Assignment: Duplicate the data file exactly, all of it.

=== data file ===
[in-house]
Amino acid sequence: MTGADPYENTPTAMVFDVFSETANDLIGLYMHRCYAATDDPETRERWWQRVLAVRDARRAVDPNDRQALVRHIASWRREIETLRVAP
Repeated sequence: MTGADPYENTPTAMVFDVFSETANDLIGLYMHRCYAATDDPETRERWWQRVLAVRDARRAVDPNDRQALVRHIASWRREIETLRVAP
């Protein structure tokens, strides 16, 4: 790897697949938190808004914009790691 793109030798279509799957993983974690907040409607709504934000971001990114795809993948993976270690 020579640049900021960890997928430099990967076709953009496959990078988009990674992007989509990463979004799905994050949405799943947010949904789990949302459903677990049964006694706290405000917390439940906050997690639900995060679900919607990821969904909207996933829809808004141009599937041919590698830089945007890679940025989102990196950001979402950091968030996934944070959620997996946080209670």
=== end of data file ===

[in-house]
Amino acid sequence: MTGADPYENTPTAMVFDVFSETANDLIGLYMHRCYAATDDPETRERWWQRVLAVRDARRAVDPNDRQALVRHIASWRREIETLRVAP
Repeated sequence: MTGADPYENTPTAMVFDVFSETANDLIGLYMHRCYAATDDPETRERWWQRVLAVRDARRAVDPNDRQALVRHIASWRREIETLRVAP
């Protein structure tokens, strides 16, 4: 790897697949938190808004914009790691 793109030798279509799957993983974690907040409607709504934000971001990114795809993948993976270690 020579640049900021960890997928430099990967076709953009496959990078988009990674992007989509990463979004799905994050949405799943947010949904789990949302459903677990049964006694706290405000917390439940906050997690639900995060679900919607990821969904909207996933829809808004141009599937041919590698830089945007890679940025989102990196950001979402950091968030996934944070959620997996946080209670």